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Ravens, CB Marcus Peters agree to contract extension; deal is reportedly for three years, $42 million

The Ravens have reached an agreement on a contract extension with Pro Bowl cornerback Marcus Peters, the team announced Saturday, rewarding a well-traveled but proven ballhawk who’s helped transform the team’s defense.

The extension is reportedly a three-year deal through 2022 worth $42 million, including $32 million guaranteed. The contract also will pay Peters $20.5 million next year, according to ESPN. Only five cornerbacks this year were under contract for more than $14 million annually, his extension’s yearly rate.

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Peters, a two-time All-Pro pick who turns 27 next month and was set to hit free agency this offseason, has re-emerged as one of the NFL’s top cornerbacks following a midseason trade. He has returned three interceptions for touchdowns this season, two with the Ravens, and sealed a win over the Buffalo Bills in Week 14 with a last-minute deflection on fourth down.

As Peters has excelled, so, too, has the Ravens defense. When the Ravens acquired him from the Los Angeles Rams in mid-October for linebacker Kenny Young and a 2020 fifth-round pick, he was rated Pro Football Focus’ No. 15 cornerback; he’s now third overall. Since Peters’ debut in Week 7, the Ravens’ defensive efficiency has improved from No. 22 to No. 4, according to Football Outsiders. Heading into Sunday’s regular-season finale against the Pittsburgh Steelers, the team is on a franchise-record 11-game winning streak and has already secured the AFC’s No. 1 playoff seed.

Peters has five interceptions this season, three with the Ravens, and 14 passes defended. Since entering the NFL in 2015, he has an NFL-high 27 interceptions and seven defensive touchdowns. Peters’ six interceptions for touchdowns tie Pro Football Hall of Fame selection Lem Barney for the second most ever by a player in his first five seasons. Only Ken Houston (nine), another Hall of Fame member, had more.

“You really don’t know until a guy gets into your locker room and into the defensive meetings, how football smart they are,” defensive coordinator Don “Wink” Martindale said of Peters last month. “He is a savant when it comes to playing corner and routes and everything else.

“That’s been really refreshing, because as I’ve said many times, knowledge is power in this league. And you can see with his play that he has a lot of knowledge, and that’s what has jumped out the most to me.”

Peters’ unique talent and personality have been evident since he arrived in Baltimore. In his first Ravens game, a Week 7 win over the Seattle Seahawks for which he had only days to prepare, he picked off a second-quarter pass from Russell Wilson, the Pro Bowl quarterback’s first interception all season, and returned it 67 yards for a go-ahead score. He said after the game that he’d recognized the pass concept from a Rams game two weeks earlier and knew where Wilson might go with the ball.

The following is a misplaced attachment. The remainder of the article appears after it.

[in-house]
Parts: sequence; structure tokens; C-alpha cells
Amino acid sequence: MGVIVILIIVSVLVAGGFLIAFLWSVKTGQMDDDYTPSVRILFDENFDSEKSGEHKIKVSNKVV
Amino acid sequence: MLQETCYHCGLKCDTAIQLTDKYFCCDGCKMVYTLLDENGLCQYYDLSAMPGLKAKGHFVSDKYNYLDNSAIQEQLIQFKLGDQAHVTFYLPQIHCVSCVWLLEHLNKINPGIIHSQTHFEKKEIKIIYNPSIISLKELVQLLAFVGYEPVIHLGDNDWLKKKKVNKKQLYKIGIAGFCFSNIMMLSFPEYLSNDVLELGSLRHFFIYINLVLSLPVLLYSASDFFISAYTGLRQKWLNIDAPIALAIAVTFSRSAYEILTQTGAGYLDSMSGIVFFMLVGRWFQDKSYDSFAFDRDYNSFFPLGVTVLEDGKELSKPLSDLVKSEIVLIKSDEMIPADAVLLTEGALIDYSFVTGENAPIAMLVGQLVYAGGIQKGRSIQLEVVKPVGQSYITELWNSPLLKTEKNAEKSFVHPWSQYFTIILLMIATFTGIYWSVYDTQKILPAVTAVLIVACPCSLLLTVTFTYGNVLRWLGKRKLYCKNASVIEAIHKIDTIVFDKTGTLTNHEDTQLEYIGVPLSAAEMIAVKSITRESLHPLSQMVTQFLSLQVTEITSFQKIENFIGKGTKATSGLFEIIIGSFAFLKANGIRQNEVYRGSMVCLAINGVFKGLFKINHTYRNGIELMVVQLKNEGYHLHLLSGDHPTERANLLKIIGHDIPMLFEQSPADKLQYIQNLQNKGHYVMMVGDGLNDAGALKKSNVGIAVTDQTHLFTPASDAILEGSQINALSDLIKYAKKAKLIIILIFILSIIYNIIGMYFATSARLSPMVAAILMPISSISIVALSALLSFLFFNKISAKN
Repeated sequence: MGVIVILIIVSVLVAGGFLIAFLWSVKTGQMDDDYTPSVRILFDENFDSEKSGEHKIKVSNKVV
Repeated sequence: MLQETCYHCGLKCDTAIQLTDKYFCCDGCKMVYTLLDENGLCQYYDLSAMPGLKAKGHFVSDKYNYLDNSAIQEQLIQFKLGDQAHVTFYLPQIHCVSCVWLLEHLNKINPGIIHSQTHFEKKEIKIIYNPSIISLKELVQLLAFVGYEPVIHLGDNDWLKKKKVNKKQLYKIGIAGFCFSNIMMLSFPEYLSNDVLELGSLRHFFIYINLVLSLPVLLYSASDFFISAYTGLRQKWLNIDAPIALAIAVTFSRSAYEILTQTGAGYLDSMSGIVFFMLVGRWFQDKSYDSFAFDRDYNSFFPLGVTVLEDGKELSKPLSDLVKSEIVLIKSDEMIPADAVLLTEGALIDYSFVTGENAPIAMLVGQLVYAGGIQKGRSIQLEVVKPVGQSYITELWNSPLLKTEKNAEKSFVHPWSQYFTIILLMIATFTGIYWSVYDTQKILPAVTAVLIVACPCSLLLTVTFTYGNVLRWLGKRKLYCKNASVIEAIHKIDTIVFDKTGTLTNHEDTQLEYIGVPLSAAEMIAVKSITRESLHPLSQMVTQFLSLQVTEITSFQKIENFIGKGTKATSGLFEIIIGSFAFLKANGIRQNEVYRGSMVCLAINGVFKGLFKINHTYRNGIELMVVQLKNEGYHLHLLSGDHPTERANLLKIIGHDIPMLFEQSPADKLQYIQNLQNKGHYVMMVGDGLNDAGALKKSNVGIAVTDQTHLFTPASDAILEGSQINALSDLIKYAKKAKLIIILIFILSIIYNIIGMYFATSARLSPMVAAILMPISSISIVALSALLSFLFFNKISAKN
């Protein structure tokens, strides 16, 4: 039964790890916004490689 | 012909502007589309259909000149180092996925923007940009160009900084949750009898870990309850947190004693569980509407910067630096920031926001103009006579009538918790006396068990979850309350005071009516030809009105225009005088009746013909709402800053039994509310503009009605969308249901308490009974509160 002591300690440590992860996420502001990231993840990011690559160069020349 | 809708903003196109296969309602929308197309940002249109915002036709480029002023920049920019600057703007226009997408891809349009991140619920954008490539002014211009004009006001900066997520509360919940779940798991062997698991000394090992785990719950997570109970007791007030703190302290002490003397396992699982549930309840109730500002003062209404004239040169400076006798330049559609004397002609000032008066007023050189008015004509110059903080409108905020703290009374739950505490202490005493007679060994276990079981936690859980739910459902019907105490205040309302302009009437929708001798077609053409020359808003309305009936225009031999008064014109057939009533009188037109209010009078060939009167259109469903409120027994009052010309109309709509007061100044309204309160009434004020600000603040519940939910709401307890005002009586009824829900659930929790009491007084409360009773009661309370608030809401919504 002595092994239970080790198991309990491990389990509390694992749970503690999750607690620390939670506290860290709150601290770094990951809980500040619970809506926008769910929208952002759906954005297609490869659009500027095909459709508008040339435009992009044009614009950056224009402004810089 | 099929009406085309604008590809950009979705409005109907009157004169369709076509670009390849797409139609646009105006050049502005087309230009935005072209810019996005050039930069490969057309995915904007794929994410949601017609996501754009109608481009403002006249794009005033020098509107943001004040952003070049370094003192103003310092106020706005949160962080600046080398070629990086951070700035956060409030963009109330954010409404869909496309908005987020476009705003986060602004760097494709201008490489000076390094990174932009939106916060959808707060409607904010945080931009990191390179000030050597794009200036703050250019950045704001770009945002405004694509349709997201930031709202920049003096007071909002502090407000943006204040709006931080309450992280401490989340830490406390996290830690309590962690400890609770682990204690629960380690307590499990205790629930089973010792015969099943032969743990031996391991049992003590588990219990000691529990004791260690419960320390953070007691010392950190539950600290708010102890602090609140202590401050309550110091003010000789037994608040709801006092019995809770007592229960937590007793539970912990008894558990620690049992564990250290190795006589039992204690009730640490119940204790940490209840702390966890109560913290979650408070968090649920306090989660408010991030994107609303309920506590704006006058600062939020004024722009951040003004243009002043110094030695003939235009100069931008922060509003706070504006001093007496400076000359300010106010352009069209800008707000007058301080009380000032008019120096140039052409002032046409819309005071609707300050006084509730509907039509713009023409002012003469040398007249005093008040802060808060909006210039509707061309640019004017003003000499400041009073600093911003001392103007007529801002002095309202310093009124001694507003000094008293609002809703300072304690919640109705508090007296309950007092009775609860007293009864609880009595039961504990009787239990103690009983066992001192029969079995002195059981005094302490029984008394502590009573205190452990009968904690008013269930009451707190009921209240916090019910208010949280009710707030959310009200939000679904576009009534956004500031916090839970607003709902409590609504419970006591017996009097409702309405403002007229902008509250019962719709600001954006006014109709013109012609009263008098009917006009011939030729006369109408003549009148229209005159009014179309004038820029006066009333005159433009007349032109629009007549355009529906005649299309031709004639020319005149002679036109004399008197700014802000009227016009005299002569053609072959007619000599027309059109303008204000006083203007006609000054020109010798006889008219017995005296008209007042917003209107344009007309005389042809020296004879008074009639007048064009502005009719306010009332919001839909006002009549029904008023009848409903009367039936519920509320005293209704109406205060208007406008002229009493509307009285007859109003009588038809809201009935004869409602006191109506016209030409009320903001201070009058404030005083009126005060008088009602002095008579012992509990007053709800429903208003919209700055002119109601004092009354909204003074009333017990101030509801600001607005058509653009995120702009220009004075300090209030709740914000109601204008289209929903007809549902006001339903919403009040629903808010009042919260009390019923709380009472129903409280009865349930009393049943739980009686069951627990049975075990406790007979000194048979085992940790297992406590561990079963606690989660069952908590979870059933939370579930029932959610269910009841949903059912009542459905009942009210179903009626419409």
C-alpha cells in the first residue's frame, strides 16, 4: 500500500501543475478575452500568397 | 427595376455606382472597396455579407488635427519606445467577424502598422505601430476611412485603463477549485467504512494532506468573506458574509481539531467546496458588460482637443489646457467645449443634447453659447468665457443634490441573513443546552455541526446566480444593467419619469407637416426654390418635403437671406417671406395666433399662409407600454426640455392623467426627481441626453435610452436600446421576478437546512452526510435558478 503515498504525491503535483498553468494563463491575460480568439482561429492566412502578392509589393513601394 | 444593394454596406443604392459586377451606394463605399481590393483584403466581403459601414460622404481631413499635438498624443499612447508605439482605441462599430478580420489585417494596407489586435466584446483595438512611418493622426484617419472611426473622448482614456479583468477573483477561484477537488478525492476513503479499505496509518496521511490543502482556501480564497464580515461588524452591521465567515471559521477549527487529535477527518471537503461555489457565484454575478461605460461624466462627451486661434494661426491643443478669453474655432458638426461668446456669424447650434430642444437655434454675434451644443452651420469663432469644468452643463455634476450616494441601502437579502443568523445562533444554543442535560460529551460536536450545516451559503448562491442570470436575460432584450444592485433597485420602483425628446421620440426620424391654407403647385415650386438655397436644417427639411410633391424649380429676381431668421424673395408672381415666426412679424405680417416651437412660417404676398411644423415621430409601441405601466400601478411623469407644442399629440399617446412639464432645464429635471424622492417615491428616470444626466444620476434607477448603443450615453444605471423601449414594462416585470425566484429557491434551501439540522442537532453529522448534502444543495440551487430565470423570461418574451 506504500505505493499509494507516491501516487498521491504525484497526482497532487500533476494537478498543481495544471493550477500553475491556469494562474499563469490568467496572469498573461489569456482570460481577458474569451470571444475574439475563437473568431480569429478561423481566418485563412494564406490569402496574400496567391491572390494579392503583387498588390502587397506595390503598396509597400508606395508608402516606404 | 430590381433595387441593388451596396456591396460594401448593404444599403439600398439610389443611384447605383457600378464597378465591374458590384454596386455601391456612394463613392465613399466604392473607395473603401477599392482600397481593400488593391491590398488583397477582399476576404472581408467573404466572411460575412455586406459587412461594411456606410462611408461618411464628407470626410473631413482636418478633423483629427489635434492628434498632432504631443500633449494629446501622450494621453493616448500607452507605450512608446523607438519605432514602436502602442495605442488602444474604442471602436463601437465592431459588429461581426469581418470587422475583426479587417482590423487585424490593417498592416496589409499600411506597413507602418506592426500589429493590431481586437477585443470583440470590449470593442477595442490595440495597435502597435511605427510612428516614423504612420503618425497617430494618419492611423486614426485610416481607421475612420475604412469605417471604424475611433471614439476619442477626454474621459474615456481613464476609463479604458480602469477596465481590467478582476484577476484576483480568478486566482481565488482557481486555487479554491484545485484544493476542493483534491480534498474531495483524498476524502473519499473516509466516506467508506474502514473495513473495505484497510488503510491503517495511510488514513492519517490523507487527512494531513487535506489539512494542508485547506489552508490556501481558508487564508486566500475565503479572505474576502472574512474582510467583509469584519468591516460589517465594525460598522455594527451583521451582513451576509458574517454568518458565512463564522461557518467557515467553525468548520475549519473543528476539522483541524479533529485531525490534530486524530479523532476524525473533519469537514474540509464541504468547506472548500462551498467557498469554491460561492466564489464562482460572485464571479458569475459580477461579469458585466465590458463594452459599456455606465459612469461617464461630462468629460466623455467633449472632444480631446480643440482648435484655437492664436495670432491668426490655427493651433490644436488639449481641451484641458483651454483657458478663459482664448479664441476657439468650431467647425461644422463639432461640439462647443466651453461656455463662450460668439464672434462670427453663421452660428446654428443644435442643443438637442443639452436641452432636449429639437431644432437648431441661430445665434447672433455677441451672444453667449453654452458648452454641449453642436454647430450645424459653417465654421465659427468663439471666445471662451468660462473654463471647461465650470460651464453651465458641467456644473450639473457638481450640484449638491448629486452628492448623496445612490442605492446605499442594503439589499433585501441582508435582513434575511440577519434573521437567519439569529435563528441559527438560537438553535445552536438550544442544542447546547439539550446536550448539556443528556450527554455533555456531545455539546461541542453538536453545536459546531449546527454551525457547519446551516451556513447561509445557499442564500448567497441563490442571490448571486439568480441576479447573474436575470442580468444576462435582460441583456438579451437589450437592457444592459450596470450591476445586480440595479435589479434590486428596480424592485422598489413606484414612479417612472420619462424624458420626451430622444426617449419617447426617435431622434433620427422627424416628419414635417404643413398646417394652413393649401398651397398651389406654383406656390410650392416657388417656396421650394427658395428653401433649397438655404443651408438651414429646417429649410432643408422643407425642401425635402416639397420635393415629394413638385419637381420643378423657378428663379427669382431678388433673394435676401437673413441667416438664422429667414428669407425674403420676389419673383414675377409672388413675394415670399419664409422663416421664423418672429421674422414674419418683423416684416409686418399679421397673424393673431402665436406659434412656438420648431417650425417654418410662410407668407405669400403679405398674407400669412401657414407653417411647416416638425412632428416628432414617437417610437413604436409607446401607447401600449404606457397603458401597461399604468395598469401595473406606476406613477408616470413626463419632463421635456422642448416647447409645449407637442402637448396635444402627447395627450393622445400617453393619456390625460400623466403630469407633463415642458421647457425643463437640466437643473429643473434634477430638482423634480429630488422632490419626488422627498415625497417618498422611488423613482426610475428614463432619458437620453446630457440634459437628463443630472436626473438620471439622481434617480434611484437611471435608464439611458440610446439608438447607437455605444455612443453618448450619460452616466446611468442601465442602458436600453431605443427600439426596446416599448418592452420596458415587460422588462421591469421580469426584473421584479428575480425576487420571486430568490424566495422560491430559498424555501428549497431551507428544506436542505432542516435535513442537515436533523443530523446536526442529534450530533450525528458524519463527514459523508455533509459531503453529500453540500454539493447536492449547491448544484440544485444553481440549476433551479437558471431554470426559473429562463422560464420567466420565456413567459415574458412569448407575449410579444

Peters added another crucial pick-six two weeks later against the Cincinnati Bengals. Other than a poor first half in Week 13 against the San Francisco 49ers, he has paired with third-year star Marlon Humphrey, another Pro Bowl selection, to give the Ravens one of the NFL’s top cornerback duos. They’ve helped hold opposing offenses to 207 yards passing or fewer in seven straight games.

“It’s been really good," Humphrey said last month. "Before he came here, I heard a lot about him. I heard about the things he does on the field. So for him to be on my team has really been a help. I think he just said something earlier, [that] the game is a lot of mental. I’ve definitely seen that in his approach and the things he tells me and the things he communicates on the field.”

Peters is allowing a passer rating of 63.6 in coverage, according to Pro-Football-Reference.com, and his weekly excellence has largely overshadowed some of his other on-field behavior.

Against the Houston Texans in Week 11, he had animated conversations with star wide receiver DeAndre Hopkins in between plays. After his game-clinching stop against the Bills, he celebrated by drinking a beer in the stands in the first row of seats at New Era Field. (The NFL later fined him over $14,000.) Against the Cleveland Browns last Sunday, coach John Harbaugh approached Peters on the sideline late in the game in an apparent attempt to calm him down.

But the former first-round pick has largely avoided the disciplinary problems that dotted his early career. After being dismissed from the University of Washington football team in 2014 after multiple arguments with assistant coaches, Peters earned Pro Bowl honors and was named a second-team and first-team All-Pro selection in his first two seasons with the Kansas City Chiefs.

In 2017, he was suspended for one game and fined $24,309 by the league for unsportsmanlike conduct after getting into a verbal altercation with an official and throwing a penalty flag into the stands during a game. Last season, after the Chiefs had traded Peters and a sixth-round pick to Los Angeles for a second- and fourth-round pick, Peters confronted a fan in the stands after being heckled during a Rams home game.

The Ravens had targeted Peters in the 2015 draft, and Harbaugh said upon trading for him in October that “every chance we’ve had to cross paths since [the predraft process], it’s been very positive. We always appreciate the way he plays.”

Peters is the seventh player Ravens general manager Eric DeCosta has signed to a contract extension since last offseason, along with Pro Bowl kicker Justin Tucker, Pro Bowl guard Marshal Yanda, Pro Bowl fullback fullback-defensive tackle Patrick Ricard, cornerback Tavon Young, wide receiver Willie Snead IV and inside linebacker L.J. Fort.

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